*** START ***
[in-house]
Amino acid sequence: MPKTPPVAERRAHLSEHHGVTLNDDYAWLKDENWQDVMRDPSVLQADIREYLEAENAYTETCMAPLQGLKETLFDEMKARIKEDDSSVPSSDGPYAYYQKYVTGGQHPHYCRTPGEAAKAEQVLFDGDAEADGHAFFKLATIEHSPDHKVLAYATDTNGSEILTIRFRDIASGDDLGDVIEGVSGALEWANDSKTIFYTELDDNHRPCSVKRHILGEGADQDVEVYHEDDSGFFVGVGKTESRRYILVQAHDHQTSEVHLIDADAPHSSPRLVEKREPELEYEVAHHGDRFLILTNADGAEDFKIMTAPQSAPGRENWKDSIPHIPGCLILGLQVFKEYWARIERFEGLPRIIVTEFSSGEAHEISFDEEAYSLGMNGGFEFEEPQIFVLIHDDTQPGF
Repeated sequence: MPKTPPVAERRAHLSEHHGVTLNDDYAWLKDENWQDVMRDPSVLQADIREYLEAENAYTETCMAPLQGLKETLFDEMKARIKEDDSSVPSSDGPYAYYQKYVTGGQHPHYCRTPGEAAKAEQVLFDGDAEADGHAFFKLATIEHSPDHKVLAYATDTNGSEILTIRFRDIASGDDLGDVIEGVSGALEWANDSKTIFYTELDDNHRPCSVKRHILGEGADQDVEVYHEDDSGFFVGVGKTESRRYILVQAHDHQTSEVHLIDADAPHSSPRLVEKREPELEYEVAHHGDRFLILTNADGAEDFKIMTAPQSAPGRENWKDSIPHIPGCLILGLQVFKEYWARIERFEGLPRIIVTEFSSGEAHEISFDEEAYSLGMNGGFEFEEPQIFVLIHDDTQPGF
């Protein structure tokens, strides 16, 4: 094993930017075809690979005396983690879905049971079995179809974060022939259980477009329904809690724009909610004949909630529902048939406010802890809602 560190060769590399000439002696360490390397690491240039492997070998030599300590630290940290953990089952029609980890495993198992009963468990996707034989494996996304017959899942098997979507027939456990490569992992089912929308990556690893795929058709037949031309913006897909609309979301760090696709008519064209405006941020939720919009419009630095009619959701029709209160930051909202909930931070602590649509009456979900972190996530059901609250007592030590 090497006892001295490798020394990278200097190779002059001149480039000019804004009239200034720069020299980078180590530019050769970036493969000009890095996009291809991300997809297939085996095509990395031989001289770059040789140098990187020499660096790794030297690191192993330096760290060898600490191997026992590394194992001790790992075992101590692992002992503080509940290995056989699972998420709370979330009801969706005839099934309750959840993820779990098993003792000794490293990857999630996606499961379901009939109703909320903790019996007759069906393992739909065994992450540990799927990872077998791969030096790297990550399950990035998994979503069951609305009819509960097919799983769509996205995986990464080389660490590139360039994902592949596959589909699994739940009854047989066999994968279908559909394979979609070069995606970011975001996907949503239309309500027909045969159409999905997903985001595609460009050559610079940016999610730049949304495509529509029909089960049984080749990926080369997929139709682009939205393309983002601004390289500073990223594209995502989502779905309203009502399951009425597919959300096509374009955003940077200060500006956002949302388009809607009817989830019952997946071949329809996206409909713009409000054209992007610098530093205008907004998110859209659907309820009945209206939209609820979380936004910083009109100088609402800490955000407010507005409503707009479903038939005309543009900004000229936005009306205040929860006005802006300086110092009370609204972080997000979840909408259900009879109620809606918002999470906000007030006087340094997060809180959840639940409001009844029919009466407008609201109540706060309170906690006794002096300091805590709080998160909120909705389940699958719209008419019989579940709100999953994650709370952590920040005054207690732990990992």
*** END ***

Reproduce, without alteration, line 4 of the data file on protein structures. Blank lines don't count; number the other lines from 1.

């Protein structure tokens, strides 16, 4: 094993930017075809690979005396983690879905049971079995179809974060022939259980477009329904809690724009909610004949909630529902048939406010802890809602 560190060769590399000439002696360490390397690491240039492997070998030599300590630290940290953990089952029609980890495993198992009963468990996707034989494996996304017959899942098997979507027939456990490569992992089912929308990556690893795929058709037949031309913006897909609309979301760090696709008519064209405006941020939720919009419009630095009619959701029709209160930051909202909930931070602590649509009456979900972190996530059901609250007592030590 090497006892001295490798020394990278200097190779002059001149480039000019804004009239200034720069020299980078180590530019050769970036493969000009890095996009291809991300997809297939085996095509990395031989001289770059040789140098990187020499660096790794030297690191192993330096760290060898600490191997026992590394194992001790790992075992101590692992002992503080509940290995056989699972998420709370979330009801969706005839099934309750959840993820779990098993003792000794490293990857999630996606499961379901009939109703909320903790019996007759069906393992739909065994992450540990799927990872077998791969030096790297990550399950990035998994979503069951609305009819509960097919799983769509996205995986990464080389660490590139360039994902592949596959589909699994739940009854047989066999994968279908559909394979979609070069995606970011975001996907949503239309309500027909045969159409999905997903985001595609460009050559610079940016999610730049949304495509529509029909089960049984080749990926080369997929139709682009939205393309983002601004390289500073990223594209995502989502779905309203009502399951009425597919959300096509374009955003940077200060500006956002949302388009809607009817989830019952997946071949329809996206409909713009409000054209992007610098530093205008907004998110859209659907309820009945209206939209609820979380936004910083009109100088609402800490955000407010507005409503707009479903038939005309543009900004000229936005009306205040929860006005802006300086110092009370609204972080997000979840909408259900009879109620809606918002999470906000007030006087340094997060809180959840639940409001009844029919009466407008609201109540706060309170906690006794002096300091805590709080998160909120909705389940699958719209008419019989579940709100999953994650709370952590920040005054207690732990990992």